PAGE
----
6. Anesthesiologists, the state, and society
46. Triage in civilian mass casualty situations
Susan K. Palmer
A small community hospital located several hundred miles from any other hospital gets word that it is about to receive 100 casualties from a F-5 tornado that touched down five miles away. All elective surgeries are cancelled, and surgeons are encouraged to quickly complete ongoing procedures. An anesthesiologist is assigned to perform “front door triage” – deciding which casualties go directly to the OR, which can wait for treatment, and which can probably not be saved. At least 20 casualties are expected to need critical care or urgent surgery. There are five operating rooms. The ICU consists of eight beds, and is full. The local blood supply consists of 20 units of RBCs, including only four O negative units. Resupply of blood and other critical provisions is several hours away.
The American Medical Association’s Code of Medical Ethics states:
Individual physicians should take appropriate advance measures to ensure their ability to provide medical services at the time of disasters, including the acquisition and maintenance of relevant knowledge.1
In medical triage, a “disaster” is defined as an incident in which local response resources are overwhelmed by patient needs. Recent terrorist attacks, catastrophic earthquakes, and potential global pandemics have resulted in more discussion and effort towards planning for the next mass casualty situation.
General principles of civilian triage should be familiar to all physicians. Isolated instances of mass casualties can happen in a region with only one small hospital, and any physician may be called upon to act as a triage officer. Anesthesiologists in particular have special knowledge useful in triage – airway assessment and management, fluid and blood resuscitation, intensive care expertise and knowledge of surgical treatment and local operating room capabilities.
Principles of civilian versus military triage
Military triage is an example of a situation in which limited medical resources must be allocated among multiple casualties. The goals of combat medicine are to return the greatest number of soldiers to combat, and then to preserve life. Seriously wounded soldiers may be quickly stabilized, but then wait while attention turns to returning less seriously wounded soldiers to the battlefield. (For a discussion of military triage principles, see Chapter 47.) Combat triage principles do not appropriately address civilian mass casualty situations in which survival, not combat-readiness, is the main goal of medical treatment.
Ethical principles of civilian triage
Traditional medical ethics teaches that a physician should put their patients’ interests ahead of his or her own interests or preferences and also ahead of the interests of any other patients. In mass casualty situations traditional patient-centered ethical principles of medicine may have to yield temporarily to the consequentialist (or utilitarian) principle of “doing the most good for the greatest number.” Consequentialism was described by the British philosopher and socialist, Jeremy Benthamand, and was further developed by James Mill and his son John Stuart Mill. Consequentialism does not value an individual as much as the collective group of people affected in a mass casualty situation. Individuals may even be viewed as a “means to an end” when applying consequentialist principles in practice. In the words of Jonsen and Edwards,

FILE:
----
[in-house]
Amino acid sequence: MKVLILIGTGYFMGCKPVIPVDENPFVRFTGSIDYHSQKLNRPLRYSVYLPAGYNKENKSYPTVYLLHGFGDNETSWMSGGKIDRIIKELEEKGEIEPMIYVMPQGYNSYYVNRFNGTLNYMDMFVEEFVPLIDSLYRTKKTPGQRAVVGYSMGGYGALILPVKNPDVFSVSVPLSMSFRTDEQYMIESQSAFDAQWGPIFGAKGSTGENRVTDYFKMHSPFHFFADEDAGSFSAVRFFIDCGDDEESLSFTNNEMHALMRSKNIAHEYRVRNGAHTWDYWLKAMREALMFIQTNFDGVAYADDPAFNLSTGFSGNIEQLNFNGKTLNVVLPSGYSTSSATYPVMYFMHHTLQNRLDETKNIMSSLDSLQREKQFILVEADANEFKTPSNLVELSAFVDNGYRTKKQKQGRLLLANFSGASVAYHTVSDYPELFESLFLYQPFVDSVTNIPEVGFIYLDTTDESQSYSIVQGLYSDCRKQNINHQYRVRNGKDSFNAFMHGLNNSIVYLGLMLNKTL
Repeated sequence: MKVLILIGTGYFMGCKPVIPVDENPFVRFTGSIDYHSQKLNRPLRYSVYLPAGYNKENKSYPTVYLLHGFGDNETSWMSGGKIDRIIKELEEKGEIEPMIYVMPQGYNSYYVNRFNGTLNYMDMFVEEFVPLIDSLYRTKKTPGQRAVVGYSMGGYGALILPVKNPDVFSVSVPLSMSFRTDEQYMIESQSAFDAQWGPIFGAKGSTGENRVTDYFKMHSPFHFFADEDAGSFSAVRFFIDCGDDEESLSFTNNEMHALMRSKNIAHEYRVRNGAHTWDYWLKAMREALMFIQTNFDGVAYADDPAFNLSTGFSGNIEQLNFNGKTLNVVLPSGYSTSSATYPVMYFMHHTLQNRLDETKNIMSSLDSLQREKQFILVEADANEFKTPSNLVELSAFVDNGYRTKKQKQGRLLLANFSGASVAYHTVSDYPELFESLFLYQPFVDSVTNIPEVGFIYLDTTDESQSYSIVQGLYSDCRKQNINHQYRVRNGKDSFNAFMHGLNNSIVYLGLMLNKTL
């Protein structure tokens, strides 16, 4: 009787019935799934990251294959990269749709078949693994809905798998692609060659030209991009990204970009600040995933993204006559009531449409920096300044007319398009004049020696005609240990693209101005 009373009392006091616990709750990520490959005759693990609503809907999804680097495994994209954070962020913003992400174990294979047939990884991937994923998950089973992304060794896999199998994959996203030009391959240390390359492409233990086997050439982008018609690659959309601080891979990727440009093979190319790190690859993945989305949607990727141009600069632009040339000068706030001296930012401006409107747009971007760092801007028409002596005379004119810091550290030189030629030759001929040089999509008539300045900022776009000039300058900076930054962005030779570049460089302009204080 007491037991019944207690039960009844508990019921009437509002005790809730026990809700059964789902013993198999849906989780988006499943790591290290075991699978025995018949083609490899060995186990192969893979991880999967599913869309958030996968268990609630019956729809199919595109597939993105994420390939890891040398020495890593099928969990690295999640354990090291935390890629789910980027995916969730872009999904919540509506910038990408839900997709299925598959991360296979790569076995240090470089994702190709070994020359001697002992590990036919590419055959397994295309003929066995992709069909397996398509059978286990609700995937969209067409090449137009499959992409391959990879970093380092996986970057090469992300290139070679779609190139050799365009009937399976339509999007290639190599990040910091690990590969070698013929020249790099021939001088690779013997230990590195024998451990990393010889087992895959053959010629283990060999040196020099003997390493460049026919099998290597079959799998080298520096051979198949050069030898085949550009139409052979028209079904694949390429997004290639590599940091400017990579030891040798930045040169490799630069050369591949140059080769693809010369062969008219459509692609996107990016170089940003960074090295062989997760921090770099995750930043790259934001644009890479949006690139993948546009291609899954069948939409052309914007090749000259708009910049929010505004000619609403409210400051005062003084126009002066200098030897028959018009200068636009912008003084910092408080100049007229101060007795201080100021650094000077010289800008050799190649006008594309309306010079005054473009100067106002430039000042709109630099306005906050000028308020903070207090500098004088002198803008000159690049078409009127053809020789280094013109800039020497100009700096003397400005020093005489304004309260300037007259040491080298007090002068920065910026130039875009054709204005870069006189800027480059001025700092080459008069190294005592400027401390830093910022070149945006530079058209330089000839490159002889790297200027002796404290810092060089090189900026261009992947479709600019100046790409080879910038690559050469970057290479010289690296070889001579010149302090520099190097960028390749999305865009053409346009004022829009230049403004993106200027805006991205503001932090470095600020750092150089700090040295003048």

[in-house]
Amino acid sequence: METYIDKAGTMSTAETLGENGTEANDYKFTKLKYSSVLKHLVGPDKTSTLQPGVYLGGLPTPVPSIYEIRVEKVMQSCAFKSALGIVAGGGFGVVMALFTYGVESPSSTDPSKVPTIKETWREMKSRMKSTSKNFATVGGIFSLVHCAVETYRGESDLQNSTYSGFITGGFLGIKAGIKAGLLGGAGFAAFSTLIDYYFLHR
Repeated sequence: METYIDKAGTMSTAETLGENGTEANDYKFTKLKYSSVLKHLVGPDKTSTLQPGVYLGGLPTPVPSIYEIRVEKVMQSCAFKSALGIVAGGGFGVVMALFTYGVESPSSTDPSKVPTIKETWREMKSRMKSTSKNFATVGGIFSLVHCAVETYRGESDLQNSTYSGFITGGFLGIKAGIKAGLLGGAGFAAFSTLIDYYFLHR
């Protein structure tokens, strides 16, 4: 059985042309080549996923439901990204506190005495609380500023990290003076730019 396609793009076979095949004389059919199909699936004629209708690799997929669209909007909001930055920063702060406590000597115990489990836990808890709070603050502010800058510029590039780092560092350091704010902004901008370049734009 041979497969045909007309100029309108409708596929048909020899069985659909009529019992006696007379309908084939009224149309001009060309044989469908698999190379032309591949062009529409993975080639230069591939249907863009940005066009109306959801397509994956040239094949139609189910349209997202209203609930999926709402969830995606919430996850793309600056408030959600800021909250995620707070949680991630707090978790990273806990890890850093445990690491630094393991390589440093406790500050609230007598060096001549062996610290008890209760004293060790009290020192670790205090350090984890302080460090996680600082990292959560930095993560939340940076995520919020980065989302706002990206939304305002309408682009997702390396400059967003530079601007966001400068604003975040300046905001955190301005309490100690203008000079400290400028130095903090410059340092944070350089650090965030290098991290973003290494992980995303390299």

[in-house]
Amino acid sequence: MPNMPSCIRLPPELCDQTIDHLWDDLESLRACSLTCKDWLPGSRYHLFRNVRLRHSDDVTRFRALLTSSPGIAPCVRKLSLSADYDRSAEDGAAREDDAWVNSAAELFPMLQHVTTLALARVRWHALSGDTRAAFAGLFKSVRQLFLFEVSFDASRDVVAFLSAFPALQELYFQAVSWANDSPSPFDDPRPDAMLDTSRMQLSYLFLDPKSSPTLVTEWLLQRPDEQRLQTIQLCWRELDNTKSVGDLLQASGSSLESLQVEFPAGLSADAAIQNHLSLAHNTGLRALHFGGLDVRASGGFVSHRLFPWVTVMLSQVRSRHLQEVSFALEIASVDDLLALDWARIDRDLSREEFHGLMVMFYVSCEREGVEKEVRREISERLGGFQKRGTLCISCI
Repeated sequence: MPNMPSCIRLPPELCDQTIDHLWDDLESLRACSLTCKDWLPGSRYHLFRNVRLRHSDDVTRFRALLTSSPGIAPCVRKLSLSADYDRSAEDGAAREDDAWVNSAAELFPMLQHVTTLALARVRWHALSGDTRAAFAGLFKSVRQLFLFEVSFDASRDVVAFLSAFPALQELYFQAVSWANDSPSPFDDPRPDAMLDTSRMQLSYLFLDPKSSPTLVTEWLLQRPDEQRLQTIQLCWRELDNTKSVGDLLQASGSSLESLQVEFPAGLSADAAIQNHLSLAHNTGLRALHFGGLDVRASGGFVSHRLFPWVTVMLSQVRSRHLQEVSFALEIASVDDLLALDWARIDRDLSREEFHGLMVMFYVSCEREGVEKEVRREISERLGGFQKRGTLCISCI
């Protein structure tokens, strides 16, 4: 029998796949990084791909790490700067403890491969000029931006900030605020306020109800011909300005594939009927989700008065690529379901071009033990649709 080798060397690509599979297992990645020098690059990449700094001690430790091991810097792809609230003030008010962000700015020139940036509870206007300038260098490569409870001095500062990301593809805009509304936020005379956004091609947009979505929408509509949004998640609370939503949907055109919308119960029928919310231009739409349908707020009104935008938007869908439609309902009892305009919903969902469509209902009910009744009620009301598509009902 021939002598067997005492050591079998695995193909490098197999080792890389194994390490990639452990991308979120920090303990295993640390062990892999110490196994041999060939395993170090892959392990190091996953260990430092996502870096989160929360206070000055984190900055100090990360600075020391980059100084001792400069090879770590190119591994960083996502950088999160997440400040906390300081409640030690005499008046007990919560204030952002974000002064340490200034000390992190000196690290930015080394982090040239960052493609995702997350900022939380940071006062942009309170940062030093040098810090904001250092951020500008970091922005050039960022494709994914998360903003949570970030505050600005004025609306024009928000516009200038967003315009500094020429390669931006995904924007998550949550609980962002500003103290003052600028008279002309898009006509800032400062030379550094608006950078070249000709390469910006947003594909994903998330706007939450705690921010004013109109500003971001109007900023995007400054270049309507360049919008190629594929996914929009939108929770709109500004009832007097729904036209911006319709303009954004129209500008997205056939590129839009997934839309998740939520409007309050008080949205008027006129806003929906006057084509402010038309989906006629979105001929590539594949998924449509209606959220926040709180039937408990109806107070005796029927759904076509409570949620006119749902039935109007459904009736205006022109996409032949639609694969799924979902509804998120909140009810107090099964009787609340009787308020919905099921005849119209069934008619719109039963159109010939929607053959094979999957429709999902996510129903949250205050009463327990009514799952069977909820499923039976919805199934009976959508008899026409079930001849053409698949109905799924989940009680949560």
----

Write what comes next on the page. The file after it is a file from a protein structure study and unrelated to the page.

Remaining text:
This [disaster] is one of the few places where a “utilitarian rule” governs medicine; the greater good of the greater
Table 46.1. Catagories and color-coding for casualties in civilian disasters
number rather than the particular good of the patients at hand. This rule is justified only because of the clear necessity of general public welfare in a crisis.2
Patients’ trust in the medical profession is based heavily on the belief that physicians will do what is best for them individually. Utilitarian decision-making has the potential to erode that trust, if it is perceived that such decisions are made capriciously or are based on subjective judgments. Therefore, decisions about which patients will receive limited medical care resources in a disaster must be based on thoughtful criteria that are agreed upon and transparent to the community of patients. A number of models of medical triage in civilian mass casualty situations are available. For one example of triage criteria, see Table 46.1.
The principle of justice dictates that criteria for triage of civilian patients must be based on their medical condition and not on their social connections. Ethically acceptable criteria for withholding or withdrawing care from patients could include the likelihood of benefit from medical care, the urgency of need for care, and the availability of the resources needed to care for a particular patient. Unacceptable criteria might include social worth, patient contribution to their illness/injury, or the patient’s ability to pay for care. No patient group should receive special consideration in a disaster situation, other than that dictated by their physiology – including children.